Vision Zero Network will feature seven Green Lane Project alumni cities

January 26, 2016

Michael Andersen, Green Lane Project staff writer

Polk Street, San Francisco. Photo: Sergio Ruiz via Streetsblog SF.

A new network dedicated to the concept of eliminating preventable traffic fatalities is rich with Green Lane Project expertise.

Seven of the Green Lane Project’s 12 past and present focus cities will also be part of the new Vision Zero Focus Cities network announced Tuesday.

Vision Zero is the concept, first developed in Sweden but increasingly popular in the United States, that road systems and their designers bear partial responsibility for every traffic death, and that governments can take steps such as speed reduction and physical separation to eliminate virtually all traffic-related fatalities and serious injuries.

Here’s the Vision Zero Network’s list of focus cities, with past or present Green Lane Project focus cities in bold:

Austin, TX
Boston, MA
Chicago, IL
Fort Lauderdale, FL
Los Angeles, CA
New York City, NY
Portland, OR
San Francisco, CA
Seattle, WA
Washington, D.C.

In an interview last week, Vision Zero Network director Leah Shahum said their method was inspired in part by the model developed by the Green Lane Project to accelerate transportation innovation by focusing efforts on the country’s leading cities.

“With so much interest in Vision Zero across the country now, we’re really taking a lesson from Green Lane Project’s playbook,” Shahum said.

As with the Green Lane Project, the Vision Zero Network will support peer exchanges and communications among those cities. But Shahum (who saw the Green Lane Project’s work up close in her previous role as executive director of the San Francisco Bicycle Coalition) said the greater benefit to participating cities may be more subtle.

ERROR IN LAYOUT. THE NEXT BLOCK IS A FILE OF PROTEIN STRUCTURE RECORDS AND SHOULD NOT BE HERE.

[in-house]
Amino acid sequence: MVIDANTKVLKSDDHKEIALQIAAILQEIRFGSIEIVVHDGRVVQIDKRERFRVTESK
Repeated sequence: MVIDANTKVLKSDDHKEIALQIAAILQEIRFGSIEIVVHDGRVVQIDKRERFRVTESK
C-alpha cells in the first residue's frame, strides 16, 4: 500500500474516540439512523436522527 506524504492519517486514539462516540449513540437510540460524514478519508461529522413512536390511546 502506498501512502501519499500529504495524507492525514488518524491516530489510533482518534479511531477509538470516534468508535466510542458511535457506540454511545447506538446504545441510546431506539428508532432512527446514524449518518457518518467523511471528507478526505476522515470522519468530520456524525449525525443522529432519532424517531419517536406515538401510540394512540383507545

“There’s obviously a practical value in that peer exchange aspect of this work,” Shahum said. “But in addition there’s I would say a strong benefit of moral support amongst these cities that really are ahead of the curves. … Sometimes it’s not easy for leaders within a city to step outside that box and try new and innovative things. They’re not always rewarded for that at the city level. So it does really help to have that network of peers cheering you on, supporting you, answering the tough questions and just proving that you’re not alone in this work.”

As the Green Lane Project prepares to invite a possible third round of its own focus cities to continue advancing low-stress bike infrastructure networks, we’ll be eager to follow the ongoing safety work of our friends in all these cities.

The Green Lane Project helps U.S. cities build better bike lanes to create low-stress streets. You can follow us on LinkedIn, Twitter or Facebook or sign up for our weekly news digest about protected bike lanes. Story tip? Write

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